Your food choices make a difference when you’ve got diabetes. Some are better than others. Nothing is completely off-limits. Even items that are the worst foods could be occasional treats — in tiny amounts. But they won’t be nutritious, and it’s simplest to control your diabetes if you mainly stick to the fair options. Below is the list of foods to eat if you have diabetes. It’s important to manage your diabetes.
List of Foods to Eat If you have Diabetes
Your body needs carbs. But you want to choose wisely. Use this list as a guide.
Food to eat
- Whole grains, such as oatmeal, quinoa, millet, brown rice or amaranth
- Baked sweet potato
- Items cooked with whole grains and less sugar
Load up! You’ll get plenty of fiber and very little fat or salt (unless you add them). Note that potatoes and corn count as carbs.
- Fresh veggies, eaten raw or steamed, roasted, or grilled
- Plain frozen vegetables, lightly steamed
- Greens such as kale, spinach, and arugula.
- Low sodium or unsalted canned vegetables
Go for dark greens, red or orange ( carrots or red peppers), whites (onions) and even purple (eggplants). It is recommend 2.5 cups of veggies per day.
They give you carbohydrates, vitamins, minerals, and fiber. Fruits are low in fats and salt. But contains more carbs than vegetables do.
Best Choices- Fresh fruit, clean frozen fruit or fruit canned without added sugar, Sugar-free or low-sugar jam or preserves, No-sugar-added applesauce
Fruits to eat
- kiwi fruit.
You have lots of choices, including chicken, beef, fish, pork, turkey, seafood, beans, cheese, eggs, nuts, and tofu.
The American Diabetes Association lists these as the top options:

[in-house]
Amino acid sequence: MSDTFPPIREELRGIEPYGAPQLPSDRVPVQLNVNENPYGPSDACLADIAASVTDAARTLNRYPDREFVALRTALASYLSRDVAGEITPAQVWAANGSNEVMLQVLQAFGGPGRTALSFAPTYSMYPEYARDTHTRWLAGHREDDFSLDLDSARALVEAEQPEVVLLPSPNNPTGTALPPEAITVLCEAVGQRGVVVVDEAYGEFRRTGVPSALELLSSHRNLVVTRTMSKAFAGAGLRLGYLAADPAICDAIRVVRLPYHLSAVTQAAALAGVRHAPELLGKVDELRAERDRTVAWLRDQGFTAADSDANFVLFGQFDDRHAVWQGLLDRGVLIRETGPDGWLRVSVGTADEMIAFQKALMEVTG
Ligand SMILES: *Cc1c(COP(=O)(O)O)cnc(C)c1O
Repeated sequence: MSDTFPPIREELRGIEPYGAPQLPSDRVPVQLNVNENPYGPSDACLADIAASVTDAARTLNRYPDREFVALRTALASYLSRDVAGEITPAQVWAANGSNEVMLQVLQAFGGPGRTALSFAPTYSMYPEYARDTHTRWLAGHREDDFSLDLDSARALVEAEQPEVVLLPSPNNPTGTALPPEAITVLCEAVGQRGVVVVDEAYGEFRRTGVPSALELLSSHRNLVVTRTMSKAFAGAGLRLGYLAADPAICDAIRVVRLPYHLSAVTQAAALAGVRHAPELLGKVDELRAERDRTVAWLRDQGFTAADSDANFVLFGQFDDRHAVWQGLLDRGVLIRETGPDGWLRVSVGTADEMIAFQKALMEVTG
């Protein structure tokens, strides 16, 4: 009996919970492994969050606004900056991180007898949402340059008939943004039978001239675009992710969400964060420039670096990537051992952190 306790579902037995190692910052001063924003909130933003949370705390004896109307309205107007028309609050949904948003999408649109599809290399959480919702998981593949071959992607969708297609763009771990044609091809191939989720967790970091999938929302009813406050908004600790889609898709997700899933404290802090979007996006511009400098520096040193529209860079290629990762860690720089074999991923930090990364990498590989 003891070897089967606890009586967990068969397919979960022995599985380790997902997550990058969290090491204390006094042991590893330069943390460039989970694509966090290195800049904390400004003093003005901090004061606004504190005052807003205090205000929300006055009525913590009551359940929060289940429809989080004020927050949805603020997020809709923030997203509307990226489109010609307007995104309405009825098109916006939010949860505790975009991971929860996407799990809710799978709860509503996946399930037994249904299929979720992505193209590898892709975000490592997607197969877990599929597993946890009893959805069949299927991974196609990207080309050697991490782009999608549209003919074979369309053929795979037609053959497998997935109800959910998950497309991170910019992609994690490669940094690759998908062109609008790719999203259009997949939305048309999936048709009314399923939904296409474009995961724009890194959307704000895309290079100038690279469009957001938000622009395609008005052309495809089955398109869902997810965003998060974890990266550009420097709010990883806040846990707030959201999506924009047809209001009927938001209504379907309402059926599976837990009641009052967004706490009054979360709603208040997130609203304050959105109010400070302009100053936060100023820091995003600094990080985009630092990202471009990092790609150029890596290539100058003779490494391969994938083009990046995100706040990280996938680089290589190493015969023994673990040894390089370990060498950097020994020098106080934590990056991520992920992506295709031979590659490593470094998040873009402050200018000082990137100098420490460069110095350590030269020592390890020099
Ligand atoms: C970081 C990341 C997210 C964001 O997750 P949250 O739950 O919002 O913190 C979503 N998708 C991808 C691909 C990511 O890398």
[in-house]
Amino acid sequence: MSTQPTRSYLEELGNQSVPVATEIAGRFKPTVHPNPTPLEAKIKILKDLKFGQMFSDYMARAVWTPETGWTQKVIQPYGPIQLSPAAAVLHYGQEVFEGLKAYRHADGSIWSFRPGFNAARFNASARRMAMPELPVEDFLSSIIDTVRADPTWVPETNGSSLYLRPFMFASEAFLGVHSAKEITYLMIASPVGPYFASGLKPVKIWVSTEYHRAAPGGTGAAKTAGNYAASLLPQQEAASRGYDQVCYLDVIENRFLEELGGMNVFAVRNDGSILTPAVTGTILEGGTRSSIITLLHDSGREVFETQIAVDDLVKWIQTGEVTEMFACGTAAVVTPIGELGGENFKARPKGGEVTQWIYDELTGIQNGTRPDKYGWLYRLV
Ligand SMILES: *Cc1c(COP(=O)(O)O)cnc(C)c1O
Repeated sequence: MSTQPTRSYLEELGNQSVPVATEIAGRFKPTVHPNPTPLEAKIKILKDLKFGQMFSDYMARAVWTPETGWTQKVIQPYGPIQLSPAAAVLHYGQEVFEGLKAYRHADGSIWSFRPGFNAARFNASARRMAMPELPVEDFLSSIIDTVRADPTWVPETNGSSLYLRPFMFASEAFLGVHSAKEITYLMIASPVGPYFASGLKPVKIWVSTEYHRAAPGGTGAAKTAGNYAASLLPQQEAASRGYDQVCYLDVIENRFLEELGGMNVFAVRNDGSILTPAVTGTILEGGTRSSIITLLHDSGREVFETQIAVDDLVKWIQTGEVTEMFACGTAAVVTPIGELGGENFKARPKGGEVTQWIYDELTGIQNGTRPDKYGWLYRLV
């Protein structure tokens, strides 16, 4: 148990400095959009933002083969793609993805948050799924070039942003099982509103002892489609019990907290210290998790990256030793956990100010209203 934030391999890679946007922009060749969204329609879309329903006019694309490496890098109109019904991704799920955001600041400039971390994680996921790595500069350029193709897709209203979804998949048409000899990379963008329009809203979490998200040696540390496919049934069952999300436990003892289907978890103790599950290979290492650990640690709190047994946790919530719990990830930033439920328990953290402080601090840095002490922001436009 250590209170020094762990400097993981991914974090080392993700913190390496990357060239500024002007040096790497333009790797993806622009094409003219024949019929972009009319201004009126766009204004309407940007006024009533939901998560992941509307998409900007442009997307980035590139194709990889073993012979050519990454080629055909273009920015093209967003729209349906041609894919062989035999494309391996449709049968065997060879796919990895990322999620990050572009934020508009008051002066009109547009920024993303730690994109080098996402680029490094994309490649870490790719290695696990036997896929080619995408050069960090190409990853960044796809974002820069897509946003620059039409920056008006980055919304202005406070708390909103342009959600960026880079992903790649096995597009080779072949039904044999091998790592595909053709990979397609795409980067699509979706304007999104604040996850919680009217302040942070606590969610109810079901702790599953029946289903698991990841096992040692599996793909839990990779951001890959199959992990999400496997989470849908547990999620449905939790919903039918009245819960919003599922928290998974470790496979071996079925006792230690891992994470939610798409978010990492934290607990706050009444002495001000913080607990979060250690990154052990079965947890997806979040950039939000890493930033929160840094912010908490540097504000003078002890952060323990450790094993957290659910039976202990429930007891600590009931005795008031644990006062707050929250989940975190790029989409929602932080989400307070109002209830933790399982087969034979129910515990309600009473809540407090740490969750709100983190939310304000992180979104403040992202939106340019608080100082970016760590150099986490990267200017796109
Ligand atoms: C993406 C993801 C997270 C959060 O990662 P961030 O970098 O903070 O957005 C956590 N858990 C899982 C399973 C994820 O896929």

- Plant-based proteins such as nut,seeds, beans or tofu
- Fish and seafood
- Chicken and other poultry
- Eggs and low-fat dairy
If you opt for meat, keep it low in fat. Trim the skin off of poultry.
Try to add some plant-based protein from beans, nuts, or tofu, even if you’re not a vegetarian or vegan. They are nutritious and fiber-rich.
Keep it low in fat. If you want to splash, keep your portion small.
- Low fat or skim milk
- Or Low-fat yogurt
- Low-fat cottage cheese
- Low-fat or nonfat sour cream
Fats, Oils, and Sweets
They’re tough to resist. But it’s effortless to get too much and gain weight, which makes it harder to manage your diabetes.
Food to eat
- Natural sources of fats, such as nuts, seeds, or avocados (high in calories, so keep portions small)
- Foods providing omega-3 fatty acids, such as salmon, tuna, or mackerel
- Plant-based oils, such as olive, grapeseed, or canola oils
When you sip on a favorite drink, you may get more calories, sugar, salt, or fat than you bargained for. Read the nutritional facts so you know what’s in a serving.
- Unflavored water or flavored sparkling water
- Sugar-free tea with or without a slice of lemon
- Light beer, minimal amounts of wine, or non-fruity mixed drinks
- Coffee, black or with combined with low-fat milk and sugar substitute
The uncomplicated way to make sure you have healthy breakfasts to choose from is by meal prepping. Here are a few diabetes-friendly easy and simple recipes:
- Bitter Gourd Juice
- Berry Smoothie
- Dahi Bhindi
- Sweet Potato-Black Bean Burger
- Tomato-Cheddar Cheese Toast
When diabetes is not controlled right, it increases your risk for several serious diseases. But consuming foods that help keep blood sugar, insulin, and inflammation manageable can dramatically reduce your risk for complications.
Just recollect, although these foods may help manage blood sugar, the most important factor in healthy blood sugar management is following an overall nutritious, balanced diet.
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